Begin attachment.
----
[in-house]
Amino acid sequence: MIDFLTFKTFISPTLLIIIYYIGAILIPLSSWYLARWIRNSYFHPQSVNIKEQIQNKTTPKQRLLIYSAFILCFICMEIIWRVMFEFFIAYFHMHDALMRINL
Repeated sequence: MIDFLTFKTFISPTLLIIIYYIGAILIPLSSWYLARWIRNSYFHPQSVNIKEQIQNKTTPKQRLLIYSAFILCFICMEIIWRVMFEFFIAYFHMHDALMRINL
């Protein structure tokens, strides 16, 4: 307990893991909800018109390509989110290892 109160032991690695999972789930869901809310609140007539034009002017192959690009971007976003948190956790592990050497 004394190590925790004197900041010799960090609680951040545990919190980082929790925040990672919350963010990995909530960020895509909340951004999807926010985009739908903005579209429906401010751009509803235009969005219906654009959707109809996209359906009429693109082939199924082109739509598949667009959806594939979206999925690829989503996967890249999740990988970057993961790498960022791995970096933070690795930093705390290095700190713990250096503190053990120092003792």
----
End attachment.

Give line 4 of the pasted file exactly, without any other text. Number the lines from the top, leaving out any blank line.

């Protein structure tokens, strides 16, 4: 307990893991909800018109390509989110290892 109160032991690695999972789930869901809310609140007539034009002017192959690009971007976003948190956790592990050497 004394190590925790004197900041010799960090609680951040545990919190980082929790925040990672919350963010990995909530960020895509909340951004999807926010985009739908903005579209429906401010751009509803235009969005219906654009959707109809996209359906009429693109082939199924082109739509598949667009959806594939979206999925690829989503996967890249999740990988970057993961790498960022791995970096933070690795930093705390290095700190713990250096503190053990120092003792």